The rest of the GT3 field didn’t have quite the same amount of drama in the closing laps, but there were still some close fights as well as some tough breaks all race long.
Prior to COTA, the Privateers traded their plain white livery for a much less incognito orange one as part of their new affiliation with Ronin SimSport.
Following Sorg’s strategy of stretching their first five stints as long as possible, Ronin’s drivers Filip Mitrevski and Andreas Jochimsen each enjoyed a few laps in the race lead. But after being swarmed by the train of Sorg, Mivano, and Williams JIM, they found themselves in sixth following their final pit stop.
Sorg’s late-race exit moved them up one spot and Mivano’s penalty earned them another. After all was said and done, Ronin had backed up their fourth-place finish at Spa with another at COTA, establishing them as one of the most consistent performers early in the season.
SRC Squadra Corse ran in third place in the opening laps, but by the second stint, Massimo Carbognani had settled into a fight for seventh with MSI Esports’ Álex Ardisana. The two teams were nearly inseparable all race, and they waged another exciting GT3 battle to the checkered flag.
On the final lap, Emanuele Petri held off a hard-charging Ardisana, crossing the line a nose ahead of the MSI Audi. However, their own penalty for late-race contact with Sorg’s TCR car cost them the position, putting MSI in sixth and SRC in seventh for their first NEO points finish.
Among the midfield runners, Team Heusinkveld managed a race of survival to finish eighth. Phoenix Racing eSport was another GT3 team to adopt a strategy of running long early to make a shorter final pit stop, and it nearly earned them an extra position.
After taking a splash of fuel with ten laps to go, Tim Matzke exited the pits three seconds behind Team Heusinkveld but was unable to close the gap — or get within diving distance, as was custom in this race — by the finish.
In the always important quest for track position, S2V Racing tried the opposite sort of strategy — taking less fuel in their first pit stop to jump some of their mid-pack opponents. At the time, it worked well, as Ricardo Silva climbed from twelfth to seventh, but the remaining five hours of racing sifted S2V back down the order to their tenth-place finishing position.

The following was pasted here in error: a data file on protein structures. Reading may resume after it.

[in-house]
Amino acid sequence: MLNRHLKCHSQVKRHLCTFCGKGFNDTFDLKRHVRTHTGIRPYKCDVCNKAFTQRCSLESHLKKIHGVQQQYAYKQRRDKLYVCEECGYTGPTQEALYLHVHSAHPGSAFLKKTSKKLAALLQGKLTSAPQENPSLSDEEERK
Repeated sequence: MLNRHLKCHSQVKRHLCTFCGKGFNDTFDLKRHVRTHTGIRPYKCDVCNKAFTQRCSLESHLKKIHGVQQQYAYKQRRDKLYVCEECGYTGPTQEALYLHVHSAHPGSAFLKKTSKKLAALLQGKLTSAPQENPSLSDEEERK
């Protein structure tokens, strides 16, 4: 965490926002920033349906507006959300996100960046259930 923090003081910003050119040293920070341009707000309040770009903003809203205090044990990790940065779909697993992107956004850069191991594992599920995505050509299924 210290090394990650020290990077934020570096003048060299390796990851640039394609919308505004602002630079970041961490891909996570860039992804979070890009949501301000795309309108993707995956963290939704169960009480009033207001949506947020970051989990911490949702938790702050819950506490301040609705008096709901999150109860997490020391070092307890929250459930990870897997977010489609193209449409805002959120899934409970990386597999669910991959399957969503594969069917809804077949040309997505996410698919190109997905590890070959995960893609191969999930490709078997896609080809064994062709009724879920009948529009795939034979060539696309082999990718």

Despite qualifying just a second off the pole-winning lap time, Virtual Motorsport started seventeenth out of the eighteen-car GT3 field. Their lack of speed in the Audi R8 LMS kept them toward the back of the field for most of the race.
However, drivers Dennis Gerressen, Bas Slob, and Michael Storm did what they’ve become known for over the years in NEO — getting their car to the end and bringing home a handful of points for eleventh place on a day when they otherwise didn’t have the pace for such a finish.
Team RSO also started toward the back in sixteenth but by mid-race had worked themselves into a close three-way battle for eleventh with Phoenix and Huber. While RSO eventually lost contact with that pair, they picked up twelfth place in the final laps after Huber’s crash.
A thirteenth-place finish doesn’t even begin to capture the story of LEO Racing Team’s wild ride at COTA. They were the biggest mover in the first stint, Dino Lombardi climbing from fifteenth to seventh. However, a crash with Biela’s #46 car in the next hour earned LEO a 45-second stop-and-hold penalty that sent them to the back of the pack again, and from there, they could recover only to thirteenth.
Biela’s crash-damaged #46 team ended up in fourteenth, while Sorg earned the final point in class after finishing five laps down. A late crash and subsequent post-race penalty dropped Huber out of the points and into sixteenth.
DV1 TRITON Racing couldn’t match their third-place pace from Spa, and instead, they were involved in one of the craziest crashes of the day, flipping over in the turn-19 gravel trap after contact with a Porsche 911 GT3 Cup car midway through the race.
Logitech G Altus Esports also failed to finish after they were collected in an early crash while lapping the 991 and TCR fields.
For some GT3 teams, this season has been almost a non-starter so far, with their races ending before they ever truly got going.
For others, each race has been a true fight to the finish with some contact and penalties along the way.
As we saw at COTA, this season’s top GT3 teams are proving to be a bunch of rowdy renegades straight out of the wild, wild west.